Summary: Three slabs of rock that were part of a larger Aboriginal engraving site, which were re-located to the St Ives Wildflower Garden during the construction of the F3 freeway.

During the construction of the F3 freeway, a number of Aboriginal engraving sites were destroyed or relocated. One of these sites was partly re-located to the Ku-ring-gai Wildflower Garden. Three slabs of rocks were moved from the site of the freeway, and lie in close proximity in the Wildflower Garden in St Ives.

sketch f3 engraving Wildflower Garden Engravings

One of the engravings is a single fish, which was originally part of a line of three fish.


A second slab of rock has an engraving of a man, who was also part of a series of six men. The slab has split down the middle.

AWAT2577 LR 1 Wildflower Garden Engravings

The top part of the man’s torso shows the cracking of the slab around his head, and the feet of the man above him (which was not re-located, but has been lost).

AWAT2574 LR 2 Wildflower Garden EngravingsAWAT2574 LR highlighted Wildflower Garden Engravings

Part of the man’s left leg has been lost.

AWAT2580 LR Wildflower Garden Engravings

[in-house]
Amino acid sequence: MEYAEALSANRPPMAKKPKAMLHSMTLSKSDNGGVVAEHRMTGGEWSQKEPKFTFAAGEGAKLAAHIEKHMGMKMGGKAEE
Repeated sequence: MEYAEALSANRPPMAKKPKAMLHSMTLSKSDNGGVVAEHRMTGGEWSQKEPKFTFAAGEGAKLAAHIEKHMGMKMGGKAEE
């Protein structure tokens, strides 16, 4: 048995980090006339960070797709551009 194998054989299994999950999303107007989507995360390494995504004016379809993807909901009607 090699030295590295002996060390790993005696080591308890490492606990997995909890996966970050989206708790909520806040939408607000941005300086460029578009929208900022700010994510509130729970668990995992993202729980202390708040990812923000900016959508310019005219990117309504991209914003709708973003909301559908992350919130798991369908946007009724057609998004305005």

The second man is on a separate rock slab; part of the figure is hard to make out, but many of the groves can still be seen.

AWAT2939 LR Wildflower Garden Engravings

Wildflower Garden Engravings - Site Summary

Aboriginal Sites by National Park

There are over 350 Aboriginal engraving and sites recorded in the Central Coast region, many of these in the Brisbane Water National Park.
Yengo National Park was an important spiritual and cultural place for the Darkinjung and Wonnarua People for thousands of years, and 640 Aboriginal cultural sites are recorded in the park and nearby areas.
Over a hundred Aboriginal sites have been recorded in the Hornsby region, with many of these in the Berowra Valley National Park and around the suburb of Berowra.
Located to the north-west of Sydney, just south of the Dharug and Yengo National Parks. Maroota has a high concentration of (known) Aboriginal sites. The original inhabitants of the Maroota area were the Darug people.
A review of different techniques for photographing Aboriginal rock art. This includdes oblique flash, chain and planar mosaic imaging which combines hundreds of overlapping photos.
Over 40 sites have been recorded within the park; many were located along the river bank and were flooded by the building of the weir in 1938.
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